Amberstar had some of the finest and well thought-out combat systems at the time, but it cannot be denied that already then many people weren't satisfied with its heavily turn-based, tactical nature. Battles became more and more streamlined, with real-time combat gaining more and more prominence even in traditional party-based games (such as Eye of the Beholder or Ultima VII), and action RPG style (Ultima Underworld) becoming a growing force. Combat in Amberstar cannot be fast-forwarded - you'll have to manually move around the grid and watch combatants miss each other time after time. This is countered by the low frequency of battles, and personally I liked the combat the way it was, but I can understand why it didn't have mainstream appeal.
There is only one slot for saving your game! This is definitely something I wish the developers of Amberstar would not have done. You can save your game at any time, but if you accidentally save in a dangerous corner of the world, out of supplies, with most of your characters dead, etc., you'll have a hell of a time just trying to get them out of that predicament instead of simply reloading another save and trying again.
The Bottom Line
German RPGs have scarcely been part of the mainstream, and today the name Thalion is not even known to some fans of the genre. That doesn't change the fact that their work - and Amberstar in particular - was among the finest achievements of what many consider the golden age of gaming. With their keen understanding of what constitutes the essence of RPG enjoyment, those developers created a row of stellar games that should not shy away from a comparison to Origin's master series.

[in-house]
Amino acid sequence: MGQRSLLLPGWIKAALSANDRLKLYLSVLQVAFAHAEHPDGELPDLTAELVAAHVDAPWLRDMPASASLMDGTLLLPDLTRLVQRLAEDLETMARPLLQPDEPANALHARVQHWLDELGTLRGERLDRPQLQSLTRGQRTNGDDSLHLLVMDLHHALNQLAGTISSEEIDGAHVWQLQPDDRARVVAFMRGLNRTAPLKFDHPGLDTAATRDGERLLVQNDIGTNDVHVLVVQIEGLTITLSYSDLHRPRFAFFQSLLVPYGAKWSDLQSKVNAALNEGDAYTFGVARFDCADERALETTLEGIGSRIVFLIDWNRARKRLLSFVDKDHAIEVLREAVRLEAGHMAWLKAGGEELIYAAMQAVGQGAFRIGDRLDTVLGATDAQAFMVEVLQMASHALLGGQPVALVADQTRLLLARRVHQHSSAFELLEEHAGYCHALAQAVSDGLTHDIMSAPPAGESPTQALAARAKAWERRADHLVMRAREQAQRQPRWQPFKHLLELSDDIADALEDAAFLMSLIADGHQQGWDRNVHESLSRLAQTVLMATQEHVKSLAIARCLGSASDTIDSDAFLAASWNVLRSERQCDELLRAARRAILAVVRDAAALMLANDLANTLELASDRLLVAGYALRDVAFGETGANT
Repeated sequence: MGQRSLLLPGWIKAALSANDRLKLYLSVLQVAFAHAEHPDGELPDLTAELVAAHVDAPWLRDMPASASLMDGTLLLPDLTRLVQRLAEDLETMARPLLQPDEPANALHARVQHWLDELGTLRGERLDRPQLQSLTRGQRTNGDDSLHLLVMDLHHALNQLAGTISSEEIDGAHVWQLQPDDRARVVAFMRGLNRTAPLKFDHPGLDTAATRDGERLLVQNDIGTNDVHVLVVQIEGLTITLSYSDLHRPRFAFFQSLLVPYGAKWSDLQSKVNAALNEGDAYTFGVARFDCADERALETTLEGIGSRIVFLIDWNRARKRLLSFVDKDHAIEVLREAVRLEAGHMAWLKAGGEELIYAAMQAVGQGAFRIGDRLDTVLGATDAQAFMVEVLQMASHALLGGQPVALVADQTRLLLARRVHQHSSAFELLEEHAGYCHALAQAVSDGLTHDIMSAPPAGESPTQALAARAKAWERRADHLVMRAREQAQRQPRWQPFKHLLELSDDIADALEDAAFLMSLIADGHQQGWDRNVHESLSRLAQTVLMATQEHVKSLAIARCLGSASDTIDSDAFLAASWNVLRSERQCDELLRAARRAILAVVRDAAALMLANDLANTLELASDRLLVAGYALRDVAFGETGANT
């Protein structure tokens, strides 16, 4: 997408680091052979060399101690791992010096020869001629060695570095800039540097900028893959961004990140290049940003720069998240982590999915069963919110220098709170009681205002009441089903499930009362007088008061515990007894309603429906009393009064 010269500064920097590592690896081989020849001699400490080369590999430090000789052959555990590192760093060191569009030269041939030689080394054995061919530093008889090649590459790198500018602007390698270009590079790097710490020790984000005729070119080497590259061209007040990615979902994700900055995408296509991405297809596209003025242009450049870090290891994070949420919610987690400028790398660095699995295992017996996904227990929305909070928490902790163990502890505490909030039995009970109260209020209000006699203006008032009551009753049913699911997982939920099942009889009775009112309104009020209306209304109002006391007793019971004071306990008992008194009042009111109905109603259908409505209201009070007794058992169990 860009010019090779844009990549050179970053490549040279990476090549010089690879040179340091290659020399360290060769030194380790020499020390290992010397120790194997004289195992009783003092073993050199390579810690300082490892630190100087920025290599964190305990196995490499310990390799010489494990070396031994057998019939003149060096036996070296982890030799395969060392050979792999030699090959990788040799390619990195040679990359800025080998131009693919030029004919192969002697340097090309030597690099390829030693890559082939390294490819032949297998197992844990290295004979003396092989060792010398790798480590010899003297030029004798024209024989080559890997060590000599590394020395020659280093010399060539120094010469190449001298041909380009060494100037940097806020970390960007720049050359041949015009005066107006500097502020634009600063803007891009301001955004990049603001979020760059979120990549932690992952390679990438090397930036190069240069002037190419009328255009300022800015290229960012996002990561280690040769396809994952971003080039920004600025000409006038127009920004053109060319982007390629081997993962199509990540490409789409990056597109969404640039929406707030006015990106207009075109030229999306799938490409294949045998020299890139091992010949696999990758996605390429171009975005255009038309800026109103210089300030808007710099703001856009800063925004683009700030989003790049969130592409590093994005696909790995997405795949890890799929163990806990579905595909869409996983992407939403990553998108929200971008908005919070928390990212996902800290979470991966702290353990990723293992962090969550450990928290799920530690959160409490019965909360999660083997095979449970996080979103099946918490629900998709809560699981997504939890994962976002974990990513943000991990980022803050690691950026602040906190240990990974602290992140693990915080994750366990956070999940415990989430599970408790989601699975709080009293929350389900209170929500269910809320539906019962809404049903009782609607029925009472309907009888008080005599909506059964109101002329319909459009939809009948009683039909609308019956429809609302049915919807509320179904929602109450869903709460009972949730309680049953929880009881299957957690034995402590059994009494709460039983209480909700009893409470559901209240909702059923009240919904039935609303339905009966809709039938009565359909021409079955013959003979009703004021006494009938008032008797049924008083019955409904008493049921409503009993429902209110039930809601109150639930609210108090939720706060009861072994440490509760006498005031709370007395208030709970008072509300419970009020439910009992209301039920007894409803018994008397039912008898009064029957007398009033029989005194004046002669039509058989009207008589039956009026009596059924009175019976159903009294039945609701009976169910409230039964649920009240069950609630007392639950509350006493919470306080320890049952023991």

DOS · by Unicorn Lynx (180491) · 2014
Amberstar originally was meant to be the start of a trilogy, but part 2, Ambermoon, was finished and released only for Amiga, although its manual contains loading instructions for PC.
Related Sites +
Amberstar by Thalion Software
A fansite with lots of information about the game
Thalion Source - Amberstar
Verious articles (reviews, tips) about <i>Amberstar</i> from German and English magazines. Even scientific work mentioning the game is cited.
Thalion Webshrine - Amberstar
Extensive description, scans (map), game versions and trivia.
- MobyGames ID: 3160
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Contributors to this Entry
Game added by robotriot.
Amiga, Atari ST added by ektoutie.
Game added March 16th, 2001. Last modified February 22nd, 2023.